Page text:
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A performance review by the office of San Diego city auditor Eduardo Luna has found room for improvement in the way the city's long-controversial pension system is run.

"Our audit found that when compared to peers, SDCERS’ administrative expenses—approximately $15 million in fiscal year 2010—are higher, its plan funding level is lower, and actuarial assumptions are more conservative.

"However, the contentious history between SDCERS and the City uniquely impacts its current operating environment and leads to additional expenses for the system," according to a summary document accompanying http://www.sandiegoreader.com/documents/2011/oct/25/sdcers-full-audit/"> the full 88-page September 30 report.

"Specifically, we found that numerous, ongoing lawsuits have resulted in higher-than-peer legal and actuarial costs; efforts to maintain independence and transparent decision-making contribute to higher personnel, rent, and information technology expenses; and measures to protect its Board of Administration trustees if they are personally named in a lawsuit have resulted in a $550,000 annual expense for fiduciary liability coverage.

"However, even after accounting for the uniqueness of SDCERS’ operating environment, certain administrative costs still appear high compared to peers, and we noted that opportunities exist to streamline operations and reduce costs."

The report goes on to say:

"We found also that SDCERS’ investment management expenses for fiscal year 2010 were higher than peers, largely because its investment portfolio was almost entirely actively-managed—as opposed to assets invested in passively managed funds, which carry significantly lower fees.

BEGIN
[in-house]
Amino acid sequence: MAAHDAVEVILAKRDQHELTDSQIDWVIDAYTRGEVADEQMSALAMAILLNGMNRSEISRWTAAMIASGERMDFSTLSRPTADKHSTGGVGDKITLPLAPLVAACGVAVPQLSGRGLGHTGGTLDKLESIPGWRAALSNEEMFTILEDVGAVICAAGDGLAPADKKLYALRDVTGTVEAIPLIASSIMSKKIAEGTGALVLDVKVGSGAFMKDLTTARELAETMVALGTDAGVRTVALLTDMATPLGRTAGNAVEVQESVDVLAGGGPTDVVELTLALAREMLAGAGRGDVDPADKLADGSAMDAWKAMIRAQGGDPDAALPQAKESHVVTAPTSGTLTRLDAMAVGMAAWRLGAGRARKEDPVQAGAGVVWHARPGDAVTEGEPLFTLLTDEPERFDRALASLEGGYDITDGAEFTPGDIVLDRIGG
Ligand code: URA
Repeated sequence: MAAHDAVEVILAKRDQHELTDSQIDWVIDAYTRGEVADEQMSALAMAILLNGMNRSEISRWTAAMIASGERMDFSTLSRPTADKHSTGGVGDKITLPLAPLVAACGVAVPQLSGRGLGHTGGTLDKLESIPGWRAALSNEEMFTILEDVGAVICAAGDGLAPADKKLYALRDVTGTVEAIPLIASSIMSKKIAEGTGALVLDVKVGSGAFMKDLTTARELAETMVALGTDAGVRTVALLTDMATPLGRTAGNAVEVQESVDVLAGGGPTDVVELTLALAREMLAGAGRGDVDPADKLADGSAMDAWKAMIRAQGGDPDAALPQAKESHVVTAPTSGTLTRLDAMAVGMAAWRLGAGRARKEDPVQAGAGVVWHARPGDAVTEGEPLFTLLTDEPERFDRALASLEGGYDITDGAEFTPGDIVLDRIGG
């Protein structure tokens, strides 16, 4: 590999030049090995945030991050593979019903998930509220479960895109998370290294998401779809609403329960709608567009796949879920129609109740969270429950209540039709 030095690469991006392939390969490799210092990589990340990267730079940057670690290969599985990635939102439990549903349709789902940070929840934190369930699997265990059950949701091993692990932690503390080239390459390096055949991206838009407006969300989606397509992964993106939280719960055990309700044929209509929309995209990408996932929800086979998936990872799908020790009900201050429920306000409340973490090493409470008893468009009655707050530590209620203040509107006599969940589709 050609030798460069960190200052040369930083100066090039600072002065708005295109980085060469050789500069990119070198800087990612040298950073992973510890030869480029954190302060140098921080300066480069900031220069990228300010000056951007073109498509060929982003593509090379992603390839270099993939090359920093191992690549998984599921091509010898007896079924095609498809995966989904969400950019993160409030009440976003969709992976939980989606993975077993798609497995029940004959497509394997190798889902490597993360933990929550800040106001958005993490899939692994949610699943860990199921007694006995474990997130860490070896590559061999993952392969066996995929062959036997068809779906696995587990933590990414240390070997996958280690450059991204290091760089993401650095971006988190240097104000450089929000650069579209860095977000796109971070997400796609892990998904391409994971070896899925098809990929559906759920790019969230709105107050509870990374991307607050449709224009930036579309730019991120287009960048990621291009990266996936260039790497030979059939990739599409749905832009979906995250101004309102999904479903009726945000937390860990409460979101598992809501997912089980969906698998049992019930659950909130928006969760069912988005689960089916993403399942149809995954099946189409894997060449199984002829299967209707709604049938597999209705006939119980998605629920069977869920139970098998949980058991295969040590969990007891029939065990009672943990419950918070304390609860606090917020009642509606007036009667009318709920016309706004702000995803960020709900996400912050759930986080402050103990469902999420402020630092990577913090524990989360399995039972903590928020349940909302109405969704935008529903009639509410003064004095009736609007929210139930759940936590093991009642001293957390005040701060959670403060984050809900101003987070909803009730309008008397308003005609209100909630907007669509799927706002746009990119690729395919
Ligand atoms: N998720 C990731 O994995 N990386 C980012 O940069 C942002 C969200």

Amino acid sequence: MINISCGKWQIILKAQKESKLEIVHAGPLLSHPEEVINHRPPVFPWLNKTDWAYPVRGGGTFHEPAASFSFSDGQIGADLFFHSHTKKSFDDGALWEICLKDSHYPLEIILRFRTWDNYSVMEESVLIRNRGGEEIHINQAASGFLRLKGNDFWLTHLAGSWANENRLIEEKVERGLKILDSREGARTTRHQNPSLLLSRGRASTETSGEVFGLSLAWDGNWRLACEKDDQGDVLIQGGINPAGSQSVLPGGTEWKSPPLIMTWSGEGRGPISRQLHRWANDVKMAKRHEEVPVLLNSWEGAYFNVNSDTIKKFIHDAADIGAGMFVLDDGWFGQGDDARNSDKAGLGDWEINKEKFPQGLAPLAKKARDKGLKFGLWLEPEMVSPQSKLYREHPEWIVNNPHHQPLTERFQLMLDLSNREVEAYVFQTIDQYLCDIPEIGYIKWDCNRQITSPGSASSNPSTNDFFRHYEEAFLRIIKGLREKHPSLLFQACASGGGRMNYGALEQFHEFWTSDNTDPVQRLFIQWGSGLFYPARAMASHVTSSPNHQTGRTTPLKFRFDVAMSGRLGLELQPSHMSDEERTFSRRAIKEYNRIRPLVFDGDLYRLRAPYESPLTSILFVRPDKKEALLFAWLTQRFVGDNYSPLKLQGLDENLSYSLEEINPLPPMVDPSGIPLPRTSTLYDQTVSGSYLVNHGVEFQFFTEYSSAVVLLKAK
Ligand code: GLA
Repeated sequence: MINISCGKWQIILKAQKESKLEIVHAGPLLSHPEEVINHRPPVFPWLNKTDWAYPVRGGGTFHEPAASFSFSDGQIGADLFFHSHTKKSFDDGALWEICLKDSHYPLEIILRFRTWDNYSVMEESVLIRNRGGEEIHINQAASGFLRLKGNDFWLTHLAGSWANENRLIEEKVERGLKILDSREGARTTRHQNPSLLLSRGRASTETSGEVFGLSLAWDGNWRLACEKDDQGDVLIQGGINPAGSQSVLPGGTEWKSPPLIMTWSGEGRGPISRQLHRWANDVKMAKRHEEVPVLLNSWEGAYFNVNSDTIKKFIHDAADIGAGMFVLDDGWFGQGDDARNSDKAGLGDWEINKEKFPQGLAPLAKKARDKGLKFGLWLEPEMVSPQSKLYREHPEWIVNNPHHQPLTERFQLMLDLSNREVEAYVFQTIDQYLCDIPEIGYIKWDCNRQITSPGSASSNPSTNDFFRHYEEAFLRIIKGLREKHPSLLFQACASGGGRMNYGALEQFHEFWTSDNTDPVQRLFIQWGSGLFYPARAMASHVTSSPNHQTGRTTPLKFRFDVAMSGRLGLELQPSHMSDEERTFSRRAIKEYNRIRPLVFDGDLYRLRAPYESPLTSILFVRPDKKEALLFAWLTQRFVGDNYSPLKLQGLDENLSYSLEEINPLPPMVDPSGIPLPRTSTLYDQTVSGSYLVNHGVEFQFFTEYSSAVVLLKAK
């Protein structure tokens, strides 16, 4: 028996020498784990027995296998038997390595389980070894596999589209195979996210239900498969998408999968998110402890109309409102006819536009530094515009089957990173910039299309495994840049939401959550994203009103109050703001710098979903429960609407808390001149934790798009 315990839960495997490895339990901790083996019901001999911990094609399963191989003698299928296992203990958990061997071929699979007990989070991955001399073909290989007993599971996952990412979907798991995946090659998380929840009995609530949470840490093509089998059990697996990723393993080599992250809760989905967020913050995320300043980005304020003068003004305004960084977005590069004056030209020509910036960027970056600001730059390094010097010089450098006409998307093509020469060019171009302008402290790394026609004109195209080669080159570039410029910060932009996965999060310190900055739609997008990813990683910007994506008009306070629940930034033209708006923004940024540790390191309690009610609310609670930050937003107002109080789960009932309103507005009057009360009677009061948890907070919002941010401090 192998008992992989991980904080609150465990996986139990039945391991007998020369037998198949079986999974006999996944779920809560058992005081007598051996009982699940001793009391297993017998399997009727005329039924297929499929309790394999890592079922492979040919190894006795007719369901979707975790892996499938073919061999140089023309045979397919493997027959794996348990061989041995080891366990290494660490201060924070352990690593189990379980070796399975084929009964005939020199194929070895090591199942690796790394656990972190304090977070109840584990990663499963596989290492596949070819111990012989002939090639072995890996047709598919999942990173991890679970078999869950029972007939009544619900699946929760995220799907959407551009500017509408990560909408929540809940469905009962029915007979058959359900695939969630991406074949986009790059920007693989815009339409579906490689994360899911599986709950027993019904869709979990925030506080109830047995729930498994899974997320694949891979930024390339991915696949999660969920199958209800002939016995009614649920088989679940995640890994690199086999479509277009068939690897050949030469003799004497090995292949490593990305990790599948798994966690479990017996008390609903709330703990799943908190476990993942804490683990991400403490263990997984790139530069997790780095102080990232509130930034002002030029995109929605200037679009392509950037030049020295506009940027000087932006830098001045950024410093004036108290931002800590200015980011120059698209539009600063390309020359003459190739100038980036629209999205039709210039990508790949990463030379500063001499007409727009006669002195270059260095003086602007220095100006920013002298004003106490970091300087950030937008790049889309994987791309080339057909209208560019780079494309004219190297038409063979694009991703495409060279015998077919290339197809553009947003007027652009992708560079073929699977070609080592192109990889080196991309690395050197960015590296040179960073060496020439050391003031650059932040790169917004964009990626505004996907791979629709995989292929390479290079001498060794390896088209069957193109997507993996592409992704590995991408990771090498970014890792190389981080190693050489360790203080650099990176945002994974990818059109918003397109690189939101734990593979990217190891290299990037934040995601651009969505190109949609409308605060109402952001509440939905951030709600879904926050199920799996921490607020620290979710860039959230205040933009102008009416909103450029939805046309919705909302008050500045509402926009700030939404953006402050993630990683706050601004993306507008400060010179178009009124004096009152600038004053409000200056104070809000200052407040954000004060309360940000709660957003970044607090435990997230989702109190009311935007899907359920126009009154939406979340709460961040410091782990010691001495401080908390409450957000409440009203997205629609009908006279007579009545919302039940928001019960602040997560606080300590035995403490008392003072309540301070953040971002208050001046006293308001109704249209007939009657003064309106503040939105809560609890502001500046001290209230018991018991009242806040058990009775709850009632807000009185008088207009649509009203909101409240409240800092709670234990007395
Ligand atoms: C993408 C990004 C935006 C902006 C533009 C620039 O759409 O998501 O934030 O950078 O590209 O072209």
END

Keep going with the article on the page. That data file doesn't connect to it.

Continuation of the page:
"Lastly, we found that the City spent almost $100,000 in fiscal year 2010 to reimburse high-income retirees for their Medicare Part B Income Related Monthly Adjustment Amount (IRMAA) premium even though this benefit is not explicitly defined in the Municipal Code.

"In addition, the City could reduce expenses if it offset Industrial Disability Retirement (IDR) benefits by income recipients receive from outside employment and/or a Workers’ Compensation award."

The full report contains separate responses by system CEO Mark Hovey and Risk Management Director Greg Bych.

Pictured: Eduardo Luna

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Comments

SurfPuppy619 Oct. 25, 2011 @ 10:08 a.m.

LOL...wait until the new GASB rules go into effect next year where they have to expense out the future pension costs on the books, you think they have problems now! This will be like a playground brush up between 1st graders compared to what the new accounting rules bring.

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Visduh Oct. 27, 2011 @ 9:01 a.m.

The real current question is how much of those excessive fees are kicked back to city bureaucrats and city politicians. What a wonderful spot to hide the graft and corruption. The pension system is broke anyway, so what's a little more siphoned off every year?

The amazing thing is that this report came out of the city bureaucracy. A few yeara ago, even when the city hired so-called "independent" auditors and paid them vast sums, they often found nothing to complain about and assisted the whitewash.

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